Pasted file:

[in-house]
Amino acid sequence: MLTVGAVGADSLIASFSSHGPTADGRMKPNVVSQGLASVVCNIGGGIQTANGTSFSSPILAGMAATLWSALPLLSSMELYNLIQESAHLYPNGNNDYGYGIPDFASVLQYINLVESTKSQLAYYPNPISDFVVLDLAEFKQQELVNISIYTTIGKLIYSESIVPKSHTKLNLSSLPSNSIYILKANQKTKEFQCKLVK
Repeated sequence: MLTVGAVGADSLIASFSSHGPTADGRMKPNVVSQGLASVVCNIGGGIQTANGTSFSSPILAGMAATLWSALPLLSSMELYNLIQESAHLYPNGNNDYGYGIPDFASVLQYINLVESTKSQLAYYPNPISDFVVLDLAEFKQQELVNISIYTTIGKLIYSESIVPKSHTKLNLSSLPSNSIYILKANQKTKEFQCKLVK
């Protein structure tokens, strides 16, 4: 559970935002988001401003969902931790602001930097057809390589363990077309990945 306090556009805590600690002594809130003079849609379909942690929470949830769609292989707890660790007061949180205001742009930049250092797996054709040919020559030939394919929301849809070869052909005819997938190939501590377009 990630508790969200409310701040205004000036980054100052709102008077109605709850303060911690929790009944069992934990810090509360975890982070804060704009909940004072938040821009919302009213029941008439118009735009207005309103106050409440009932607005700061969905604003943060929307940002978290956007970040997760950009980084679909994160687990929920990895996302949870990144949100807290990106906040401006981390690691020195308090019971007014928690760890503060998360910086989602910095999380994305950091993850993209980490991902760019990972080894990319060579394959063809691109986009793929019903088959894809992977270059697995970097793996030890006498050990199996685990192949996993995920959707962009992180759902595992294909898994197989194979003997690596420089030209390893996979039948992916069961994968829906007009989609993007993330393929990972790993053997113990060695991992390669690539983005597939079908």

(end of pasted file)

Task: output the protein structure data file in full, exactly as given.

[in-house]
Amino acid sequence: MLTVGAVGADSLIASFSSHGPTADGRMKPNVVSQGLASVVCNIGGGIQTANGTSFSSPILAGMAATLWSALPLLSSMELYNLIQESAHLYPNGNNDYGYGIPDFASVLQYINLVESTKSQLAYYPNPISDFVVLDLAEFKQQELVNISIYTTIGKLIYSESIVPKSHTKLNLSSLPSNSIYILKANQKTKEFQCKLVK
Repeated sequence: MLTVGAVGADSLIASFSSHGPTADGRMKPNVVSQGLASVVCNIGGGIQTANGTSFSSPILAGMAATLWSALPLLSSMELYNLIQESAHLYPNGNNDYGYGIPDFASVLQYINLVESTKSQLAYYPNPISDFVVLDLAEFKQQELVNISIYTTIGKLIYSESIVPKSHTKLNLSSLPSNSIYILKANQKTKEFQCKLVK
């Protein structure tokens, strides 16, 4: 559970935002988001401003969902931790602001930097057809390589363990077309990945 306090556009805590600690002594809130003079849609379909942690929470949830769609292989707890660790007061949180205001742009930049250092797996054709040919020559030939394919929301849809070869052909005819997938190939501590377009 990630508790969200409310701040205004000036980054100052709102008077109605709850303060911690929790009944069992934990810090509360975890982070804060704009909940004072938040821009919302009213029941008439118009735009207005309103106050409440009932607005700061969905604003943060929307940002978290956007970040997760950009980084679909994160687990929920990895996302949870990144949100807290990106906040401006981390690691020195308090019971007014928690760890503060998360910086989602910095999380994305950091993850993209980490991902760019990972080894990319060579394959063809691109986009793929019903088959894809992977270059697995970097793996030890006498050990199996685990192949996993995920959707962009992180759902595992294909898994197989194979003997690596420089030209390893996979039948992916069961994968829906007009989609993007993330393929990972790993053997113990060695991992390669690539983005597939079908």